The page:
Research Methodologies

Development indices measuring gender and energy of 55 countries were gathered from the 2004 World Development Indicators database calculated by the International Energy Agency (IEA), an autonomous organisation founded in 1973 which works to ensure reliable, affordable and clean energy for its 28 member countries and beyond. (www.iea.org) These indices- Energy Development Index (EDI), Gender-related Development Index (GDI), and Gender-Energy-Poverty Index (GEP) will be useful in identifying the links between gender and energy and its influence on a country’s development as measured in this paper by the country’s Human Development Index (HDI). This study will focus particularly on these indices as the ranked variables that construct the whole development function and is mathematically illustrated as: RankHDI= f[RankEDI, RankGDI, RankGEP]. The data will be encoded in the Statistical Package for Social Sciences (SPSS) version 17.0.

First, descriptive statistics will be obtained to determine pattern arising from the variables identified. Correlation analysis will then be employed to verify if there is an association between the independent and dependent variables in this study. The correlation coefficient indicates the strength and direction of a linear relationship between two random variables. In this particular analysis, the Pearson product-moment correlation coefficient will be employed which is obtained by dividing the covariance of the two variables by the product of their standard deviations . Spearman’s rho, on the other hand, will be used to measure the relationship between the independent and dependent variables which will be converted in this study in the form of ranks where the highest rank becomes rank 1, etc. The closer the coefficient is to either −1 or 1, the stronger the correlation between the variables. The correlation is 1 in the case of an increasing linear relationship, −1 in the case of a decreasing linear relationship, and some value in between in all other cases, indicating the degree of linear dependence between the variables.

A multiple linear regression analysis will be employed to discover how much the independent variables affect the dependent variable. Also, graphical illustrations and interpretations will be employed to facilitate better understanding of the patterns of each variable in question.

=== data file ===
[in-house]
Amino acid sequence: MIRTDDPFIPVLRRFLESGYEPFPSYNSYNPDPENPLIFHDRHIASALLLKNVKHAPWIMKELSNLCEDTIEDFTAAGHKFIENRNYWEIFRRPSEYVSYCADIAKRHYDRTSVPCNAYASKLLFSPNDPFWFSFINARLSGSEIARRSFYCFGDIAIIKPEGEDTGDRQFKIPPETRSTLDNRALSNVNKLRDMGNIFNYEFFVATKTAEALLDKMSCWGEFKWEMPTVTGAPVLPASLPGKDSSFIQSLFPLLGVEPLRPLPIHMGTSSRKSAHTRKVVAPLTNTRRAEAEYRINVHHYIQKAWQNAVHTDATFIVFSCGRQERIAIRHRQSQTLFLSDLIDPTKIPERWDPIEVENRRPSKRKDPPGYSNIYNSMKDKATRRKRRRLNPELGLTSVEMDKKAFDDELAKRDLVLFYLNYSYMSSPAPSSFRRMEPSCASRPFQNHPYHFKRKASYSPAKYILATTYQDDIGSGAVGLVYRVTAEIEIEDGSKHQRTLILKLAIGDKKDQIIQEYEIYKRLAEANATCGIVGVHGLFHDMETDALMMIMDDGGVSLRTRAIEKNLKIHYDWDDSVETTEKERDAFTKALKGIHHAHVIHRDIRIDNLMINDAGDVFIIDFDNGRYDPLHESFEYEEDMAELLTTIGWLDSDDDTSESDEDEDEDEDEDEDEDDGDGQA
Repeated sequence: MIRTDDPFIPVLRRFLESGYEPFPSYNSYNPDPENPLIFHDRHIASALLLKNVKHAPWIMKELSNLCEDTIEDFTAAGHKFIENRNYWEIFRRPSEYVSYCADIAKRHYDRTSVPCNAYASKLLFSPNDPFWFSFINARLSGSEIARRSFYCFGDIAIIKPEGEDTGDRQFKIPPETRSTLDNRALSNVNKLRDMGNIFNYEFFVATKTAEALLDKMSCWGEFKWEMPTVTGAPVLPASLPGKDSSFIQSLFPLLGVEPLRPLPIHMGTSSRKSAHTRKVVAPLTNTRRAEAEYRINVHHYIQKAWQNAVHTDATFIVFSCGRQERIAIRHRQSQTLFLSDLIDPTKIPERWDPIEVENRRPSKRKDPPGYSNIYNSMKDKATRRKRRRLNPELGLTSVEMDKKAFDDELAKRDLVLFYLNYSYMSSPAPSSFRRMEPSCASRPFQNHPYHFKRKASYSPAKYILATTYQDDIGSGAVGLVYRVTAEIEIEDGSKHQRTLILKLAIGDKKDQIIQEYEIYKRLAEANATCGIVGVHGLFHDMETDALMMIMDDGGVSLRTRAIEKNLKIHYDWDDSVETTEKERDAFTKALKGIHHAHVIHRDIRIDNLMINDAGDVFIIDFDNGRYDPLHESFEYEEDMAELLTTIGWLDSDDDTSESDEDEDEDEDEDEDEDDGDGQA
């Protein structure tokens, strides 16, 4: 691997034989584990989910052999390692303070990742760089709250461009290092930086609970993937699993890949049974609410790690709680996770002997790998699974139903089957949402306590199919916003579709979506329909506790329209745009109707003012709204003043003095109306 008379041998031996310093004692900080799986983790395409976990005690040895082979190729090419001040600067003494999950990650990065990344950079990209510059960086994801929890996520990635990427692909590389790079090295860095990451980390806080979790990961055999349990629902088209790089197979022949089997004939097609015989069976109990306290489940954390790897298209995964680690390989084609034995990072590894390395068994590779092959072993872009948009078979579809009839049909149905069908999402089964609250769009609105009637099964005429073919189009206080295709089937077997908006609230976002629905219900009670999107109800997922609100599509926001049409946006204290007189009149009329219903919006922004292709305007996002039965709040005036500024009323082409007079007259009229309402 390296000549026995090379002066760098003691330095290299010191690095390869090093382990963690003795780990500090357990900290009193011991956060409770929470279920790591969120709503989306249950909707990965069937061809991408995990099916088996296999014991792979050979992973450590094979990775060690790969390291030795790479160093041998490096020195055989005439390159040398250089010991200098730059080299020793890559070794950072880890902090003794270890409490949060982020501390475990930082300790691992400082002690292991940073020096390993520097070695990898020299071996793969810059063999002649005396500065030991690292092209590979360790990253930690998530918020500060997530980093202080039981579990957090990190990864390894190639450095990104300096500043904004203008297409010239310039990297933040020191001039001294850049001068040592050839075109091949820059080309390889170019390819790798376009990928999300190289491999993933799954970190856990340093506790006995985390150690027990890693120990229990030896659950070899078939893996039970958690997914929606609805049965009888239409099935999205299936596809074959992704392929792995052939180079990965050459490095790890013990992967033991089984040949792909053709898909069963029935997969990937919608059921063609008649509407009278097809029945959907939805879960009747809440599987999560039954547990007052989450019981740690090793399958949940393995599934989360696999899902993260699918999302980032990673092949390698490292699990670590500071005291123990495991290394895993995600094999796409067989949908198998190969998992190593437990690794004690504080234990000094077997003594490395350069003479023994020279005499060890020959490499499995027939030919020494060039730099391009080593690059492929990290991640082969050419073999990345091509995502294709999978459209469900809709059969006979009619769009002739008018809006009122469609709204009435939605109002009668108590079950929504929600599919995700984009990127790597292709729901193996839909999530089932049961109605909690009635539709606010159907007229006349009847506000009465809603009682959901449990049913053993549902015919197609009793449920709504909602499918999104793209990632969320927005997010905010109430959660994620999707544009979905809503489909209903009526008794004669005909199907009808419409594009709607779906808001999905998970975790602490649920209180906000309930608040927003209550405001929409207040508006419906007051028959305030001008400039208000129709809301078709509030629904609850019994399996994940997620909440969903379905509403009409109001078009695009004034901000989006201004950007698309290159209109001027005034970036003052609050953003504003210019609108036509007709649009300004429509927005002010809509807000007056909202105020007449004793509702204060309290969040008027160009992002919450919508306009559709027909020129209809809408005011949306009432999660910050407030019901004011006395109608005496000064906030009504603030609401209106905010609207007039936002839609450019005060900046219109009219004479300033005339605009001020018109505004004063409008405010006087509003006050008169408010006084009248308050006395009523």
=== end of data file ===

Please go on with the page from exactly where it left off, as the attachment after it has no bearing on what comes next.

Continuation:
Definitions of Concepts

- Child Mortality Rate - defined as 40 or more deaths per 1,000 live births (www.mdg.org)

- Energy – refers to petroleum, coal, gas, electricity, nuclear power, renewable energy such as hydroelectric power, wind power, solar power, alternative fuels such as firewood, biofuel for cooking and heating

- Energy Development Index (EDI) - is an indicator that tracks progress in a country’s or region’s transition to the use of modern fuels. It’s composed of 4 indicators each of which captures a specific aspect of potential energy poverty: Per capita commercial energy consumption: which serves as an indicator of the overall economic development of a country; Per capita electricity consumption in the residential sector: which serves as an indicator of the reliability of, and consumer’s ability to pay for, electricity services; Share of modern fuels in total residential sector energy use: which serves as an indicator of the level of access to clean cooking facilities; and Share of population with access to electricity (www.worldenergyoutlook.org)

- Energy Sector - companies or firms related to exploring, producing, supplying, and developing energy such oil and/or gas reserves. (www.investopedia.com)

- Gender-Energy-Poverty Index (GEP) – was developed for the present study, by adding the three UN and IEA indicators on human development, energy development, and gender-related development together. The GEP Index could be used in future to measure gender-energy-poverty vulnerability and identify priority countries for action, and to compare progress across countries and regions as well as shifts over time. (www.energia-asia.org)

- Gender-related Development Index (GDI) - is an indication of the standard of living in a country, developed by the United Nations (UN). It aims to show the inequalities between men and women in the following areas: long and healthy life measured by life expectancy at birth, knowledge measured by the adult literacy rate and combined primary, secondary and tertiary gross enrolment ratio, and a decent standard of living measured by estimated earned income in US$ (www.hdr.undp.org)

· Human Development Index (HDI) - is a composite statistic used to rank countries by level of "human development" and separate developed (high development), developing (middle development), and underdeveloped (low development) countries. (ww.nscb.gov.ph) It is an indication of the standard of living in a country, developed by the United Nations (UN) in terms of the following areas: long and healthy life measured by life expectancy at birth, knowledge measured by the adult literacy rate and combined primary, secondary and tertiary gross enrolment ratio, and a decent standard of living measured by estimated earned income in US$ (www.hdr.undp.org)

· Maternal Mortality Ratio - number of maternal deaths per 100,000 live births. (www.undp.org)

Chapter 2. Review of Related Literature

Past approaches to increase women’s participation in energy sector

From 1970s to 1990s, researches and projects about women were left to be development concerns. Meaning, any discourse pertaining to women, a “gendered” issue, remains within the development framework tackled solely by social scientists. Women were rendered significant only in the household as mere recipients of energy services whose participation in decision-making or implementation was irrelevant for energy industries. Later, women were perceived by these energy sectors as consumers of their services whose views began to be significant for two primary reasons: 1) to extract new ideas from pertaining to new energy sources, and 2) to ascertain a definite market who could be both consumers and promoters of their new energy innovations such as improved stoves or other renewable energy technologies.